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Some days I like my work, and some days I don’t, but I guess that’s just the way the world is. This love/hate relationship really rears its ugly head when I have to go out and do blower door and Duct Blaster testing on homes. It’s not one of my favorite things to do, but if the weather’s nice and the drive’s not to far, it can end up being a good, and reasonably profitable, day.
Over my now decades-long career in construction and renovation, I have rarely attended any home tours, but I recently went on a tour of modern homes in Atlanta sponsored by a group called, quote appropriately, Modern Atlanta. The tour included ten single-family homes (I saw eight of them) and one commercial building, the new Atlanta offices of Perkins + Will, a LEED Platinum renovation, which I did not visit.
NOTE: This is a repost of one of my favorite blogs from 2010, originally seen on Green Building Advisor
This spring I attended an interesting seminar about range hoods. It was chock-full of useful information and very well presented (often a hit-or-miss proposition at many conferences).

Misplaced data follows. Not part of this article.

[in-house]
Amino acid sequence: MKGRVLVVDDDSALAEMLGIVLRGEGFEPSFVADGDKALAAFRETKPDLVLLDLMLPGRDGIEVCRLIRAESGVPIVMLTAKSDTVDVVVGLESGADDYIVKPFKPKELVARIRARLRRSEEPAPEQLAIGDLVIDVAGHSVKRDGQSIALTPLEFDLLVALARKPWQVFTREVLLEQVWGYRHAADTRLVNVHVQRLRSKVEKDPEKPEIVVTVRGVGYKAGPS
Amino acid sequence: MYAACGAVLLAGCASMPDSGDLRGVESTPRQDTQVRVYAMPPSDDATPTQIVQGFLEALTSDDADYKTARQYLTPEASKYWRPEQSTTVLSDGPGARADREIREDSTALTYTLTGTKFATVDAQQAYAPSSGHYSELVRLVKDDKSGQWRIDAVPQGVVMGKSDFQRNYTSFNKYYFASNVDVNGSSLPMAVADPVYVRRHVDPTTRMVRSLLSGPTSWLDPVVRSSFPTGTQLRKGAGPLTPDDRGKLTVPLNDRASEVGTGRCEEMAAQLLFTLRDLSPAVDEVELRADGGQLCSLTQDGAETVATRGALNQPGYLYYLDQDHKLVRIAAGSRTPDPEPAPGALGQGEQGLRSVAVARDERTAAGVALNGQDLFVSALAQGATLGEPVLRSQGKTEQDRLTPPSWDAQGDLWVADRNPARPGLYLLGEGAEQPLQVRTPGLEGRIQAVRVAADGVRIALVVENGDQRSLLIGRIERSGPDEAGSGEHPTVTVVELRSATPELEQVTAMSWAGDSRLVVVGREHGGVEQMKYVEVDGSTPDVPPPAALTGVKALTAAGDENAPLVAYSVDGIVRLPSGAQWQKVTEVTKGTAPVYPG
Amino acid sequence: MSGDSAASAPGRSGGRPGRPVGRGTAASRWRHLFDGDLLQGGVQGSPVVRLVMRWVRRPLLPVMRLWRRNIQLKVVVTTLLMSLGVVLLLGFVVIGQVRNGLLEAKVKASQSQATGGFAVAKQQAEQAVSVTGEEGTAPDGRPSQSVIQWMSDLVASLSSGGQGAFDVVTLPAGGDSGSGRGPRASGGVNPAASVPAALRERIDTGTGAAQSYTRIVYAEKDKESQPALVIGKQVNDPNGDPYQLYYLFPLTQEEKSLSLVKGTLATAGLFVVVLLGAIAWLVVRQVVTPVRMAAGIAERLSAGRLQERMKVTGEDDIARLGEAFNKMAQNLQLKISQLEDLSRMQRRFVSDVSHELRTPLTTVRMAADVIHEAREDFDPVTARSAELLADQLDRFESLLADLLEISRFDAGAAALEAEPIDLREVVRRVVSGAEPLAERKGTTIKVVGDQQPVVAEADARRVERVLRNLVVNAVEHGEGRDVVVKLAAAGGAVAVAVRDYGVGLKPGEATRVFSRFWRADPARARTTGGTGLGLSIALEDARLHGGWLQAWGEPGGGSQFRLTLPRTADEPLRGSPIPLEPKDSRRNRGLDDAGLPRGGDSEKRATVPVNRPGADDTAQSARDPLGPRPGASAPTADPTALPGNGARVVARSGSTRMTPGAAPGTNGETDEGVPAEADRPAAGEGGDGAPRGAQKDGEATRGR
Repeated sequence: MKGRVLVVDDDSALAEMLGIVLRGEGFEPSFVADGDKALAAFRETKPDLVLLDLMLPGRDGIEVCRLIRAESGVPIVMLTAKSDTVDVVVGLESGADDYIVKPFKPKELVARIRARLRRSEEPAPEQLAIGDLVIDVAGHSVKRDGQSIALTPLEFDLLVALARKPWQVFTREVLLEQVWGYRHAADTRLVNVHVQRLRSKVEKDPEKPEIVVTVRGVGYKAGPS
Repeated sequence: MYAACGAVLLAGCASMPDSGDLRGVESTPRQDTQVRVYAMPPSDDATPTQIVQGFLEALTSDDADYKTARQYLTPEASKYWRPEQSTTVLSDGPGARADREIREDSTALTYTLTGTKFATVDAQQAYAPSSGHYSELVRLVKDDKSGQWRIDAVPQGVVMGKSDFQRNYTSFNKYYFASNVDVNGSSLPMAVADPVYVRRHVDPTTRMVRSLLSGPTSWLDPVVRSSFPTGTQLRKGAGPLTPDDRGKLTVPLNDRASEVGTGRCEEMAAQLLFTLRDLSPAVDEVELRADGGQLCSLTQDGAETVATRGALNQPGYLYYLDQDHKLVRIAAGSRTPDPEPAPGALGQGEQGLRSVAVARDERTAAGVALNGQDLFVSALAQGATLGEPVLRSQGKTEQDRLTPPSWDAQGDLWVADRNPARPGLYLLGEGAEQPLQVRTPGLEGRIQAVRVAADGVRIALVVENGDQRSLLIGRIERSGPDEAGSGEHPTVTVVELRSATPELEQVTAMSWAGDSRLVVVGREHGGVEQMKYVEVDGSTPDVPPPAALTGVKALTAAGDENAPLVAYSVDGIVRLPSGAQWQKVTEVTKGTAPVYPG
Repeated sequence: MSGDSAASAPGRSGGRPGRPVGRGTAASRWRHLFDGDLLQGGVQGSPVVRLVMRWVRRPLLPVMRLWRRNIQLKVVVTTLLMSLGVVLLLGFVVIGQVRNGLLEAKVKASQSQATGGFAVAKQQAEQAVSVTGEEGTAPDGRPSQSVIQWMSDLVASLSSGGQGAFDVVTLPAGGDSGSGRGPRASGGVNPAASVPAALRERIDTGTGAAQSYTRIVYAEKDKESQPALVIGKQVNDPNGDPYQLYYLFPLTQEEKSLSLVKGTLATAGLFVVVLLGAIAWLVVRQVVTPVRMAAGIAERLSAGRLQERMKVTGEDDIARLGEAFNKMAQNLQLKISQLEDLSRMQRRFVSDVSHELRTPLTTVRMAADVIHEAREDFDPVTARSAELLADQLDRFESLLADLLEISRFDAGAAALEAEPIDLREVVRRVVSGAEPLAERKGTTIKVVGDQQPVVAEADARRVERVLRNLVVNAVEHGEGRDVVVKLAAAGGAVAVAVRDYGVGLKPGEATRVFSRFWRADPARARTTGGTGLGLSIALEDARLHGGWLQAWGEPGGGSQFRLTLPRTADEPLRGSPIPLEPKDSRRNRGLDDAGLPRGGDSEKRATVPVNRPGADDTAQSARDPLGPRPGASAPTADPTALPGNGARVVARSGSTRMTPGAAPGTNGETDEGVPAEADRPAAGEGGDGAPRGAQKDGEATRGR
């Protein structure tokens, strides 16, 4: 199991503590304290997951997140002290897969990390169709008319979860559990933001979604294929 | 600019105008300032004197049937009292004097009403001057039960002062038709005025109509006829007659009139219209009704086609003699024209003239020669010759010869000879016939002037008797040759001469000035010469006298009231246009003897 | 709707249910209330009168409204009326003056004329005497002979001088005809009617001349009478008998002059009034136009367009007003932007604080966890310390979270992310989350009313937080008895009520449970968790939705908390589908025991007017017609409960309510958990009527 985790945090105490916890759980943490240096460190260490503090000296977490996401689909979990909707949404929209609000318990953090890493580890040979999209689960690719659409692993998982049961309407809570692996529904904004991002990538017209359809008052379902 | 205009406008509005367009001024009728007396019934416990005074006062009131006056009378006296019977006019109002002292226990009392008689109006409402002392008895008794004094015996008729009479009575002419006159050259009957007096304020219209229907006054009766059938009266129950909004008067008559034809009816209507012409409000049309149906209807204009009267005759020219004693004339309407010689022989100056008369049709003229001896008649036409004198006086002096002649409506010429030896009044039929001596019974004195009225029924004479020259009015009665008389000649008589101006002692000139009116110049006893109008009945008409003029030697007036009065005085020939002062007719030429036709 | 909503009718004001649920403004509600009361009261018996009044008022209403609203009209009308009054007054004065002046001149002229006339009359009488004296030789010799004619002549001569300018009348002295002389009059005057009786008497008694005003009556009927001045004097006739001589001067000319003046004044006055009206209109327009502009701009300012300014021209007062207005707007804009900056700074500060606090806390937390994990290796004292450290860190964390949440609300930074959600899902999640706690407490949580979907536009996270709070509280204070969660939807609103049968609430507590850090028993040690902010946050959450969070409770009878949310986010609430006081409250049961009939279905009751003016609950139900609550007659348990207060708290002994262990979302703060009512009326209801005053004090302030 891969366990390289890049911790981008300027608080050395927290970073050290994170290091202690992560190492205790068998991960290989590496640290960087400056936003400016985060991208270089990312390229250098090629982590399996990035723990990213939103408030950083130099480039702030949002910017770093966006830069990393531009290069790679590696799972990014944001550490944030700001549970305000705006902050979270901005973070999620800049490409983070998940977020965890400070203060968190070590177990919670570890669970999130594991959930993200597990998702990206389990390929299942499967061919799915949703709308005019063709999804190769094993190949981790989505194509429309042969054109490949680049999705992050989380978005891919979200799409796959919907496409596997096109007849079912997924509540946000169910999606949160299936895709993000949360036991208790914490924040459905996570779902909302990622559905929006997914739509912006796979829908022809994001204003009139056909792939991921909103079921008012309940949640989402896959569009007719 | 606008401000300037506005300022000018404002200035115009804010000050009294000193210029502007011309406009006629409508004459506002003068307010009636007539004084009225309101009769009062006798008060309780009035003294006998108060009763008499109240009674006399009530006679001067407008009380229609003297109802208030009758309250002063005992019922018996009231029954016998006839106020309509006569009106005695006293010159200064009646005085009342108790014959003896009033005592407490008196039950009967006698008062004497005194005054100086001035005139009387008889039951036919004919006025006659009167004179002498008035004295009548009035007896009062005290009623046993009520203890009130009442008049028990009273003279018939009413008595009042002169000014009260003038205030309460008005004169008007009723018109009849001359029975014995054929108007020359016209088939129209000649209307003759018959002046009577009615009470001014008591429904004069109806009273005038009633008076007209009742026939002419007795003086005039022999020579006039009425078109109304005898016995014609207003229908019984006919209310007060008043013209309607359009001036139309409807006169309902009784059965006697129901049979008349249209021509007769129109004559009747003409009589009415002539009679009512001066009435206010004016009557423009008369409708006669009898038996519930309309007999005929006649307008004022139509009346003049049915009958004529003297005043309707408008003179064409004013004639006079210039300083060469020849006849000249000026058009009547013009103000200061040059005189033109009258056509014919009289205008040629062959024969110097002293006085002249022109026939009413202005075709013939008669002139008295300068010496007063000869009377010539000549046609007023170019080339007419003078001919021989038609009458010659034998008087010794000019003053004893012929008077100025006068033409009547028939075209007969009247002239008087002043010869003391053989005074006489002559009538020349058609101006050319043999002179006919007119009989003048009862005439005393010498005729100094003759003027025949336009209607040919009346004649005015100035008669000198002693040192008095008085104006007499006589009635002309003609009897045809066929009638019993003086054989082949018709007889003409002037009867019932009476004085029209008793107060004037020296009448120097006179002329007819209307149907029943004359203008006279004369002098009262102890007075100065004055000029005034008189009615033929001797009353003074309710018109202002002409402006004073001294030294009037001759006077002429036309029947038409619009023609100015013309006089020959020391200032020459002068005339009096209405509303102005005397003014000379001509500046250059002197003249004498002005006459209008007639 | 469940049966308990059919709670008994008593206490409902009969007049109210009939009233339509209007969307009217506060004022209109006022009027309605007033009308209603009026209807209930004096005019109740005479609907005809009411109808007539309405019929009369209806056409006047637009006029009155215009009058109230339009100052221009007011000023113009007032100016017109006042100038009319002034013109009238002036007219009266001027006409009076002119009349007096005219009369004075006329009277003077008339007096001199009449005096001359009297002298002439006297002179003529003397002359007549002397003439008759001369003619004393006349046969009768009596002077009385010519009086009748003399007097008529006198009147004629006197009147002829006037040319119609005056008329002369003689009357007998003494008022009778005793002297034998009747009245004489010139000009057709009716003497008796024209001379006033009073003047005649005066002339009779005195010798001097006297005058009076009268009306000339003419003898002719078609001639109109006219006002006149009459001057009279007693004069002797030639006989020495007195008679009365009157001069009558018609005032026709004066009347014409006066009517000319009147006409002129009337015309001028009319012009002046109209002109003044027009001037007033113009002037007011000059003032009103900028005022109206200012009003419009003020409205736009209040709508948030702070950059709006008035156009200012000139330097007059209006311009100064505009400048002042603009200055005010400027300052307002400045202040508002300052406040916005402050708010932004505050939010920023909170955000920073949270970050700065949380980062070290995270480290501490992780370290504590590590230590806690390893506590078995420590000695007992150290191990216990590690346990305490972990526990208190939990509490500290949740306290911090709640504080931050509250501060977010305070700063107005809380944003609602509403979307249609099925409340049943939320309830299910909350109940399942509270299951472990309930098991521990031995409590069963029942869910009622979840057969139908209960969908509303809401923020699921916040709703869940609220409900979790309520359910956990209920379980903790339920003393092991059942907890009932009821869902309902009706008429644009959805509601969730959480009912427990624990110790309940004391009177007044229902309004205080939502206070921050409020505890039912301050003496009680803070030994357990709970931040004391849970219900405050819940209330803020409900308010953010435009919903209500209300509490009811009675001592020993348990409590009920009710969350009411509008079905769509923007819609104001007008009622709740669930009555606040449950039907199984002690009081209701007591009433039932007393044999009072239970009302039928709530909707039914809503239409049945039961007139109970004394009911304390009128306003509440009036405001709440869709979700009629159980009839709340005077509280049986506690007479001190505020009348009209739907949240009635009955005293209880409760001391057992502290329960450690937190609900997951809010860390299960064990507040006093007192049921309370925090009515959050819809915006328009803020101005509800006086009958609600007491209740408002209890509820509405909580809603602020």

When people learn that I am a green building consultant, almost without exception, they ask me if I do a lot of work with solar power, which I don’t. I don’t install many solar power systems, either photovoltaic (the kind that creates electricity) or rhermal (the kind that creates hot water). I have been accused of being anti-solar because I often discourage people from focusing on PV on their homes, at least until they have done everything else to save energy, which they rarely bother to do.
When most people think about energy efficiency, once they stop talking about solar panels, they usually get to windows. “My windows are so old,” or “They’re only single pane glass,” or “I need to replace them,” and so on, much if it fueled by the replacement window industry selling the energy savings. Unfortunately, in most cases, those savings just aren’t there, at least not at the level at which they sell them.
I barely know who Paula Deen is, although from what I can tell, she seems to be quite the marketer of traditional southern cooking as well as herself. (I may be a little jealous of her self-promotion skills). Her latest big news is that after years of eating and promoting heavy, butter-laden food, she has gone public with her Type-2 diabetes, a condition she has had for three years. She only went public with her illness after she signed an endorsement deal with Novo Nordisk, a diabetes drug.
I’ve been involved, if somewhat peripherally, with the Home Performance industry for quite a while. I was one of the original group working on Home Performance with Energy Star in Atlanta quite a few years ago. As I learned more about this evolving field, I felt that it was both important and necessary, and thought that it had potential to be a profitable business model.